Karl Weich, expert in Organizational Studies from Michigan University, has written several articles and publications that offer a new view on organizations. In one of his articles, he analyses the tragedy that caused the death of 13 firemen who were fighting a forest fire. This is what happened:
On August 5, 1949, the authorities of the Montana Fire Department received a call informing a fire outbreak in a Mann Gulch forest. The place was mountainous and quite inaccessible. A team of parachute firemen, who barely knew one another, was called. One of them had vast experience in these sort of fires; he was appointed leader. The group lacked the necessary trust that would help for cohesion and teamwork.
The information given to the firemen said that this was a routine task: the fire wasn’t serious and, by following the procedures they knew, they would be able to extinguish the fire in a few hours. When they reached the affected area they scattered; each man started to perform the job he had to do with the information available at that time. Slowly, the situation began to change and they realized that the fire was headed directly at them. It was out of control. The smoke was thick, the temperature too high and the noise so loud that they couldn’t hear themselves. The flames advanced.
The leader tried to gather the team and after igniting an area of the forest intentionally, he ordered everyone to drop their tools and lie down on the ground consumed by the fire he had caused.
Upon such change of strategy and in face of a situation they knew little about, no one obeyed. The firemen tried to save themselves as they could. Two of them hid inside a crack in between rocks and were saved. The leader, within his circle of ashes, survived as well. The rest of the firemen died in the fire.
Much has been studied from the point of view of organizations in order to understand why such a huge disaster took place and the reasons why nobody followed the leader.
Weick analyses the case and provides some reasons for the magnitude of this disaster. The firemen thought it was a typical fire and organized themselves to do what they were used to doing, individually. They all thought they were doing the right thing. The leader’s behavior seemed absurd. Fight fire with another fire? The fact is that fire goes after fuel to continue advancing and consuming everything it can and, if there is an area that is already consumed, then that’s a good place where to lie down and wait for the fire to take another way. The leader had an excellent idea.
As Weick explains, this case shows that it is difficult to foresee when facing such a critical change. When the firemen heard the order to drop their tools, they were no longer prepared professionals who were part of an ad hoc team; they became victims who tried to save their lives. Almost none of them had the necessary creativity and capacity to manage change upon an unexpected scenario.
The leader was the only individual capable of gathering the preexisting information to design a good strategy of change, but he didn’t have the firemen’s respect or trust to follow his improvised plan. Had the firemen obeyed the order, they would have saved themselves.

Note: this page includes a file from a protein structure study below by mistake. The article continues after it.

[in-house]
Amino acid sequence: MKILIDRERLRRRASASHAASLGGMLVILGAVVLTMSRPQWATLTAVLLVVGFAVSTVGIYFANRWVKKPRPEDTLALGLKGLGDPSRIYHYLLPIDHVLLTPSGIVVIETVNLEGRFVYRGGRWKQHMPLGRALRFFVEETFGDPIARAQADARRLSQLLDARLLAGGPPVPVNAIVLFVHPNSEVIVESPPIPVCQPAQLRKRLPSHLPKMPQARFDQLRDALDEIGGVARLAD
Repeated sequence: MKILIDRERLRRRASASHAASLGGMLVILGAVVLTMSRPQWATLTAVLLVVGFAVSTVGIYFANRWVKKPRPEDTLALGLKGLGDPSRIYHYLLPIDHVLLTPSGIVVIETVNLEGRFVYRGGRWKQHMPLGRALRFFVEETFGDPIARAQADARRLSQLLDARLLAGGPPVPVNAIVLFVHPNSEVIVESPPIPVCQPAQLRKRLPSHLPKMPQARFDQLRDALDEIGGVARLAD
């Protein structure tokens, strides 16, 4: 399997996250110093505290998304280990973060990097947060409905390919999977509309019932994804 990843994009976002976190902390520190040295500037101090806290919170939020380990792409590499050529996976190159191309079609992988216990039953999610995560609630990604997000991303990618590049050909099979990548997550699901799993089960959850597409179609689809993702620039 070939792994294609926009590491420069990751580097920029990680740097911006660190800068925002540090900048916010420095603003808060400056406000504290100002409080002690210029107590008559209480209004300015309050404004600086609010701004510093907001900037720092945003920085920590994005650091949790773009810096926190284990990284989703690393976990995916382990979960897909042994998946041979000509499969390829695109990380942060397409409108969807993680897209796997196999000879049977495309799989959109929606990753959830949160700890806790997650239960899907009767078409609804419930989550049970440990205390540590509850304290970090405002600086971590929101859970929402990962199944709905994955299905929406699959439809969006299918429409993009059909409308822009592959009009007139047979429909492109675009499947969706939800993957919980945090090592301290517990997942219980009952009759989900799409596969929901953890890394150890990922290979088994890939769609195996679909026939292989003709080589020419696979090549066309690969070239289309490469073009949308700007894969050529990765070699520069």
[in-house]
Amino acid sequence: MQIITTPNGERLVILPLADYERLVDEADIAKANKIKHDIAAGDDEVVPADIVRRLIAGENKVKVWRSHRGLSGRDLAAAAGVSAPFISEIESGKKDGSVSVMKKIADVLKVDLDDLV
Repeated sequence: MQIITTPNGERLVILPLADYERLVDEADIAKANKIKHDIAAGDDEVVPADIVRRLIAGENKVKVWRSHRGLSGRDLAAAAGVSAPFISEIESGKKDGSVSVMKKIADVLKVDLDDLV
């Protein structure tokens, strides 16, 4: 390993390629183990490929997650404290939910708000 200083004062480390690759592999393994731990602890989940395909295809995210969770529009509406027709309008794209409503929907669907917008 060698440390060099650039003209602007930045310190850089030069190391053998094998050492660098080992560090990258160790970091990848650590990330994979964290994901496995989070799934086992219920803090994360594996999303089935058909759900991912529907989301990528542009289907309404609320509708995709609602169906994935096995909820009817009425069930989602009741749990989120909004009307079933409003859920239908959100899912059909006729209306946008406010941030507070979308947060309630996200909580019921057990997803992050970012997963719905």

What can organizations learn from this catastrophe? How to awake creativity and change management when facing this sort of crisis?
Karl Weick suggest some solutions that can be easily implemented through training in change management and creativity within organizations. The author says that it is important to:
- Be alert to possible changes when interacting with the environment (although they may not appear to be significant).
- Understand that change comprises uncertainty and risk, but it can potentially generate innovation and improvements.
- Focus on the “here and now”, avoiding routine thinking. What saved us in the past doesn’t have to be necessarily good in the present.
- Know what your immediately available resources are in advance.
- Build a team where people know each other and, above all, understand your leader.
- Keep your mind open to modify routines and learn from what takes place in the present.
- Recognize, respect and manage emotions caused by crisis.
- Build a culture that accepts and embraces change and that understands creativity as a necessary tool to face new dilemmas.
Success in change management also involves the team’s belief in its leader and following him or her –which didn’t happen at Mann Gulch because it was an ad hoc team. The leader must gain support from the members of the group. Most change initiatives do not progress because people’s problems are not taken into account. Change in an organization, as well as individual change, requires an adjustment, adaptation and, therefore, we must let go of old habits and acquire new ones. For an organization to be prepared to face whatever happens, it is important to create a culture that accepts change, creativity and that believes in the leadership of its management teams.
There are interesting coaching courses, simulations and processes in the market for collaborating with this process. However, one must see that they involve not only the “hard” aspects of processes, but also the “soft” ones, since an individual’s ability to manage change is correlated to a good orientation of reality, his or her ego’s control and certain self-control. Rigidity is often the response of a mind with low self-confidence to face new situations. Self-esteem and self-control should be considered the base of the ability to respond to change without an inadequate attachment to the past. The possibility to persuade, attract, motivate and align teams is as important along the road as having a good 9 or 10-phase procedure project.